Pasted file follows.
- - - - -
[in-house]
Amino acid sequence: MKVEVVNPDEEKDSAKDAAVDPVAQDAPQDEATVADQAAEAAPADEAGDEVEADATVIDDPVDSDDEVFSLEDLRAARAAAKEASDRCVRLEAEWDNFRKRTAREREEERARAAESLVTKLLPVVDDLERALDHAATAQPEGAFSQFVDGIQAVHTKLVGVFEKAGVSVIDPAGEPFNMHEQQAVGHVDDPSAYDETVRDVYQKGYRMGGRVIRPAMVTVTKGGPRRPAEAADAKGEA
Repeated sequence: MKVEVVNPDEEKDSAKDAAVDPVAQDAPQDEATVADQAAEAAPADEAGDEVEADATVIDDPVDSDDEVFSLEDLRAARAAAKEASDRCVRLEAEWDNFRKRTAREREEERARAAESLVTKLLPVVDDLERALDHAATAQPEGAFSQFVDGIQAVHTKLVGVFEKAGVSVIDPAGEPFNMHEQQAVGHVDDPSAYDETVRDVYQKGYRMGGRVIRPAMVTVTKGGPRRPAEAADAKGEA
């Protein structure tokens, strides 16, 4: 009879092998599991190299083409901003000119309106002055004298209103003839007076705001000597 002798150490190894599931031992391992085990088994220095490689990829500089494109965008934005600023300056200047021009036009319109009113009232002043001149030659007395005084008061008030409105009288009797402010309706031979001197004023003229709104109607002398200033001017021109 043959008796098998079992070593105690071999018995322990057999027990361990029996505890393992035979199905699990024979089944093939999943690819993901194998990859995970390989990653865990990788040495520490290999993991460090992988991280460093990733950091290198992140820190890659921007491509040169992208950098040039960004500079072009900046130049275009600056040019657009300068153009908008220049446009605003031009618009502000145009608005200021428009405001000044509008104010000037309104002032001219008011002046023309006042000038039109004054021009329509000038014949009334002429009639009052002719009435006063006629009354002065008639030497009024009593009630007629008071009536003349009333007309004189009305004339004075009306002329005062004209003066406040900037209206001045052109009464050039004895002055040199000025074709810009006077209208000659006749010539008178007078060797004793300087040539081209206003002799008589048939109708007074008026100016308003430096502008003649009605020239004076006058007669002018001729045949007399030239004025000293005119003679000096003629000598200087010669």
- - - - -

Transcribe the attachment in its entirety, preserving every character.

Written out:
[in-house]
Amino acid sequence: MKVEVVNPDEEKDSAKDAAVDPVAQDAPQDEATVADQAAEAAPADEAGDEVEADATVIDDPVDSDDEVFSLEDLRAARAAAKEASDRCVRLEAEWDNFRKRTAREREEERARAAESLVTKLLPVVDDLERALDHAATAQPEGAFSQFVDGIQAVHTKLVGVFEKAGVSVIDPAGEPFNMHEQQAVGHVDDPSAYDETVRDVYQKGYRMGGRVIRPAMVTVTKGGPRRPAEAADAKGEA
Repeated sequence: MKVEVVNPDEEKDSAKDAAVDPVAQDAPQDEATVADQAAEAAPADEAGDEVEADATVIDDPVDSDDEVFSLEDLRAARAAAKEASDRCVRLEAEWDNFRKRTAREREEERARAAESLVTKLLPVVDDLERALDHAATAQPEGAFSQFVDGIQAVHTKLVGVFEKAGVSVIDPAGEPFNMHEQQAVGHVDDPSAYDETVRDVYQKGYRMGGRVIRPAMVTVTKGGPRRPAEAADAKGEA
């Protein structure tokens, strides 16, 4: 009879092998599991190299083409901003000119309106002055004298209103003839007076705001000597 002798150490190894599931031992391992085990088994220095490689990829500089494109965008934005600023300056200047021009036009319109009113009232002043001149030659007395005084008061008030409105009288009797402010309706031979001197004023003229709104109607002398200033001017021109 043959008796098998079992070593105690071999018995322990057999027990361990029996505890393992035979199905699990024979089944093939999943690819993901194998990859995970390989990653865990990788040495520490290999993991460090992988991280460093990733950091290198992140820190890659921007491509040169992208950098040039960004500079072009900046130049275009600056040019657009300068153009908008220049446009605003031009618009502000145009608005200021428009405001000044509008104010000037309104002032001219008011002046023309006042000038039109004054021009329509000038014949009334002429009639009052002719009435006063006629009354002065008639030497009024009593009630007629008071009536003349009333007309004189009305004339004075009306002329005062004209003066406040900037209206001045052109009464050039004895002055040199000025074709810009006077209208000659006749010539008178007078060797004793300087040539081209206003002799008589048939109708007074008026100016308003430096502008003649009605020239004076006058007669002018001729045949007399030239004025000293005119003679000096003629000598200087010669």